Five million dollars in cash. Photo: Joe Raedle/Getty Images
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Leader: The 1 per cent and the masses

The thesis developed by Capital author Thomas Piketty is set to be vindicated, with the most prominent critiques of inequality now economic.

Based on current trends, as research by Oxfam has found, a remarkable new threshold will be passed next year: the richest 1 per cent will own more than 50 per cent of the world’s wealth. The corollary is worth stating: the remaining 99 per cent will own less than half.

Inequality fell immediately after the 2008 financial crisis as incomes at the top and in the middle declined more sharply than those at the bottom (the poor having less to lose and being partly insulated by social security). But it has risen since, as quantitative easing has inflated asset prices, fiscal austerity has eroded welfare benefits and wages have remained depressed. The thesis developed by the French economist Thomas Piketty – that the gap will widen as long as the rate of return on capital exceeds the growth rate of the economy – appears destined for vindication.

The usual objections to inequality are moral. For Karl Marx, it represented the corrosion of our common humanity and the denial to workers of the products of their labour. For John Rawls, a society that did not redound to the greatest benefit of the least advantaged was one that no rational, self-interested individual would accept unless he or she was behind a “veil of ignorance”.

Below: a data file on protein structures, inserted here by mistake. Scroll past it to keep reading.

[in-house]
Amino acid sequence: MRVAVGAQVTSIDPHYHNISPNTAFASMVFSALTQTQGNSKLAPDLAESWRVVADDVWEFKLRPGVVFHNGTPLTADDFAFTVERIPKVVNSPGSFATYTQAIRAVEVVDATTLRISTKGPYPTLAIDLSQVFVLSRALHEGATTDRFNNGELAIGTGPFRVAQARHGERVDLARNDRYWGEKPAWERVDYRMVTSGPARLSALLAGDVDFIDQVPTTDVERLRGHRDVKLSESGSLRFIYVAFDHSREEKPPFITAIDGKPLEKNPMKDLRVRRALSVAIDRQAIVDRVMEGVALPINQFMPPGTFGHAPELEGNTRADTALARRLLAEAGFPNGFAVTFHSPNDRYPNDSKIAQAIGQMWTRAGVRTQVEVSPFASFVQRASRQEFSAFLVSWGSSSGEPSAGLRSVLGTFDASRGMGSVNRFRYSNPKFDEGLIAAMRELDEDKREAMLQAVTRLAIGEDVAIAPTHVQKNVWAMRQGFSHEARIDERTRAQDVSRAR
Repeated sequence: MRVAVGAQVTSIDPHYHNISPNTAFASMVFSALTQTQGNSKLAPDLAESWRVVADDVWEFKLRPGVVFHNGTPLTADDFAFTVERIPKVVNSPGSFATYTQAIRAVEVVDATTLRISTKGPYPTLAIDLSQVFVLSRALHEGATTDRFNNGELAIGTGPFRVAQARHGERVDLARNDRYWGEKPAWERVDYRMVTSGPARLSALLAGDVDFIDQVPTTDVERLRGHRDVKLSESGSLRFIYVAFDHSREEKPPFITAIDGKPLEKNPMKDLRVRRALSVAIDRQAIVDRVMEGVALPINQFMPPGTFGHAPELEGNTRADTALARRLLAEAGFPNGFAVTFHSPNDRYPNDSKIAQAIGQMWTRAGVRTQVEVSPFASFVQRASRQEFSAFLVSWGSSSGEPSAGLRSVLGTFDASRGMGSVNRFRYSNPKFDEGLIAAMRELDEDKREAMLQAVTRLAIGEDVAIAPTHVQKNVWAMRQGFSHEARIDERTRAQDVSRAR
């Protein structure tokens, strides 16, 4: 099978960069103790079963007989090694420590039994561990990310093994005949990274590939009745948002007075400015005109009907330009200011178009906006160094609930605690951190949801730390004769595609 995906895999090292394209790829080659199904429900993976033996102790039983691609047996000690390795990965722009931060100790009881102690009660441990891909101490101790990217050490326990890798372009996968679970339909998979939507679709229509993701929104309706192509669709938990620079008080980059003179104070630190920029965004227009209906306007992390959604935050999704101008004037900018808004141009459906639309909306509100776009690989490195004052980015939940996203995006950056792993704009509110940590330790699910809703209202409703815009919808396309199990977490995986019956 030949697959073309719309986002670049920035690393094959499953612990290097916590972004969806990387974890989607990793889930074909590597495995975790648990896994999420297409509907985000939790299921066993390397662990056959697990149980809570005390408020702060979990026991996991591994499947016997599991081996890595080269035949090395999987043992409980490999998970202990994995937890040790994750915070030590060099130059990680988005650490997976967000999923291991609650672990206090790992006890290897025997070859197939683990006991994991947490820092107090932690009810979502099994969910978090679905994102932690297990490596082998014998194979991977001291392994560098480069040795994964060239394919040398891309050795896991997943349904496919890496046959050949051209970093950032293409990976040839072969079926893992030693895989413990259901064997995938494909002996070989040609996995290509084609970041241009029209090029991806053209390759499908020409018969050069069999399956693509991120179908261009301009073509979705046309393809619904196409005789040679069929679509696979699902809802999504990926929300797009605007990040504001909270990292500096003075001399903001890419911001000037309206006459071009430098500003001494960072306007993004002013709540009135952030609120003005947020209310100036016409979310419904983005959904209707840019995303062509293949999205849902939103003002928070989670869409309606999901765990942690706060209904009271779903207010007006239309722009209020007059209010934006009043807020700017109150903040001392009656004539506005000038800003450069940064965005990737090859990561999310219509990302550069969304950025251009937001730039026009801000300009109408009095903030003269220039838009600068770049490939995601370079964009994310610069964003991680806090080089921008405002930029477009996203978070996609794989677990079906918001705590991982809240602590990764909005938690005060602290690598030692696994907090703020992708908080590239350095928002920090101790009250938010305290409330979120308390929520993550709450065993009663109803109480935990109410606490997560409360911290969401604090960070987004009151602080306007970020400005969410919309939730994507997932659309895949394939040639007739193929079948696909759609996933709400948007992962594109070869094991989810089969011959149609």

But the most prominent critiques of inequality are now economic. From the IMF, the OECD and the Bank of England, the message has gone out that the wealth gap is bad for growth. The uneven distribution of rewards threatens economic stability (as the poor are forced to borrow to maintain their living standards), reduces productivity and undermines social mobility. A recent study from the OECD estimated that the UK economy would be roughly 20 per cent larger if the gap between the rich and the poor had not become a chasm in the 1980s. It found that “income inequality has a sizeable and statistically negative impact on growth” and that “redistributive policies achieving greater equality in disposable income have no adverse growth consequences”.